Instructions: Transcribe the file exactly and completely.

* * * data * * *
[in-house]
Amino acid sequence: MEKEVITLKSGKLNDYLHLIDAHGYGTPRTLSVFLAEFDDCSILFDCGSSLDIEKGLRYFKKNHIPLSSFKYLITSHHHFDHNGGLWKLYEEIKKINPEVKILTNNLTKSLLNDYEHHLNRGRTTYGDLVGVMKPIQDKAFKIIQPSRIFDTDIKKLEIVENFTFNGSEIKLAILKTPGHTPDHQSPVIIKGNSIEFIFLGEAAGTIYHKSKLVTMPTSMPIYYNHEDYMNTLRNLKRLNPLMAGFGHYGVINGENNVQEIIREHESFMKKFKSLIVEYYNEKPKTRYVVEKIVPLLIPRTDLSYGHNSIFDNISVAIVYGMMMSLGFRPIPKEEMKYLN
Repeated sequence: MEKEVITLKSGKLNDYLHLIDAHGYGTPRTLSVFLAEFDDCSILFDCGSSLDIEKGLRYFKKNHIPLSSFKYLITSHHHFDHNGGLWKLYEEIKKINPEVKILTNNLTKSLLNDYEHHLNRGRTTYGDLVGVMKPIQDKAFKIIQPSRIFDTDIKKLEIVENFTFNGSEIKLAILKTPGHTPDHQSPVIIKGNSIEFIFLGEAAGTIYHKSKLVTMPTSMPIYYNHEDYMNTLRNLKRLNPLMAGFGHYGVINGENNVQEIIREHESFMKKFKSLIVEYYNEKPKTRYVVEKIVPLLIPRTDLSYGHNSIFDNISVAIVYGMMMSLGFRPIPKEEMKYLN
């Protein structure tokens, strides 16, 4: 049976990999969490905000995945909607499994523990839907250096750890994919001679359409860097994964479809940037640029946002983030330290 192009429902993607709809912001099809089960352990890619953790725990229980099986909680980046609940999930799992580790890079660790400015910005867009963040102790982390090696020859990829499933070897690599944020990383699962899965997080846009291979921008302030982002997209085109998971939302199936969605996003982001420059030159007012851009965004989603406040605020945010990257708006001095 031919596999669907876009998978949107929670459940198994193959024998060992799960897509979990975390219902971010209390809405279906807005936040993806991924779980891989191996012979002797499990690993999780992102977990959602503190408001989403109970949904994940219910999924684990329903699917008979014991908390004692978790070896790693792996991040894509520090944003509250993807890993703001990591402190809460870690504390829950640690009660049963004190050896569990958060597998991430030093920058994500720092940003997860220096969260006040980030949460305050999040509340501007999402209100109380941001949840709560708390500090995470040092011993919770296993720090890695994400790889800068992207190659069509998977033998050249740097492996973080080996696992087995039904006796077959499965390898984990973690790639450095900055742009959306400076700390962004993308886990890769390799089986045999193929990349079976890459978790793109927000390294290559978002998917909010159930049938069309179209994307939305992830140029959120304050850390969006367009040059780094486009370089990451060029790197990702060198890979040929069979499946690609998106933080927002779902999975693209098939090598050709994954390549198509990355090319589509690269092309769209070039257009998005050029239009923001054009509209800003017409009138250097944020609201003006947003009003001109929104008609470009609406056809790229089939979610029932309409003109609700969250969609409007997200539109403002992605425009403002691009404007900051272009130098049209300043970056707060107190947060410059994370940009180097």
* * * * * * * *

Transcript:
[in-house]
Amino acid sequence: MEKEVITLKSGKLNDYLHLIDAHGYGTPRTLSVFLAEFDDCSILFDCGSSLDIEKGLRYFKKNHIPLSSFKYLITSHHHFDHNGGLWKLYEEIKKINPEVKILTNNLTKSLLNDYEHHLNRGRTTYGDLVGVMKPIQDKAFKIIQPSRIFDTDIKKLEIVENFTFNGSEIKLAILKTPGHTPDHQSPVIIKGNSIEFIFLGEAAGTIYHKSKLVTMPTSMPIYYNHEDYMNTLRNLKRLNPLMAGFGHYGVINGENNVQEIIREHESFMKKFKSLIVEYYNEKPKTRYVVEKIVPLLIPRTDLSYGHNSIFDNISVAIVYGMMMSLGFRPIPKEEMKYLN
Repeated sequence: MEKEVITLKSGKLNDYLHLIDAHGYGTPRTLSVFLAEFDDCSILFDCGSSLDIEKGLRYFKKNHIPLSSFKYLITSHHHFDHNGGLWKLYEEIKKINPEVKILTNNLTKSLLNDYEHHLNRGRTTYGDLVGVMKPIQDKAFKIIQPSRIFDTDIKKLEIVENFTFNGSEIKLAILKTPGHTPDHQSPVIIKGNSIEFIFLGEAAGTIYHKSKLVTMPTSMPIYYNHEDYMNTLRNLKRLNPLMAGFGHYGVINGENNVQEIIREHESFMKKFKSLIVEYYNEKPKTRYVVEKIVPLLIPRTDLSYGHNSIFDNISVAIVYGMMMSLGFRPIPKEEMKYLN
């Protein structure tokens, strides 16, 4: 049976990999969490905000995945909607499994523990839907250096750890994919001679359409860097994964479809940037640029946002983030330290 192009429902993607709809912001099809089960352990890619953790725990229980099986909680980046609940999930799992580790890079660790400015910005867009963040102790982390090696020859990829499933070897690599944020990383699962899965997080846009291979921008302030982002997209085109998971939302199936969605996003982001420059030159007012851009965004989603406040605020945010990257708006001095 031919596999669907876009998978949107929670459940198994193959024998060992799960897509979990975390219902971010209390809405279906807005936040993806991924779980891989191996012979002797499990690993999780992102977990959602503190408001989403109970949904994940219910999924684990329903699917008979014991908390004692978790070896790693792996991040894509520090944003509250993807890993703001990591402190809460870690504390829950640690009660049963004190050896569990958060597998991430030093920058994500720092940003997860220096969260006040980030949460305050999040509340501007999402209100109380941001949840709560708390500090995470040092011993919770296993720090890695994400790889800068992207190659069509998977033998050249740097492996973080080996696992087995039904006796077959499965390898984990973690790639450095900055742009959306400076700390962004993308886990890769390799089986045999193929990349079976890459978790793109927000390294290559978002998917909010159930049938069309179209994307939305992830140029959120304050850390969006367009040059780094486009370089990451060029790197990702060198890979040929069979499946690609998106933080927002779902999975693209098939090598050709994954390549198509990355090319589509690269092309769209070039257009998005050029239009923001054009509209800003017409009138250097944020609201003006947003009003001109929104008609470009609406056809790229089939979610029932309409003109609700969250969609409007997200539109403002992605425009403002691009404007900051272009130098049209300043970056707060107190947060410059994370940009180097």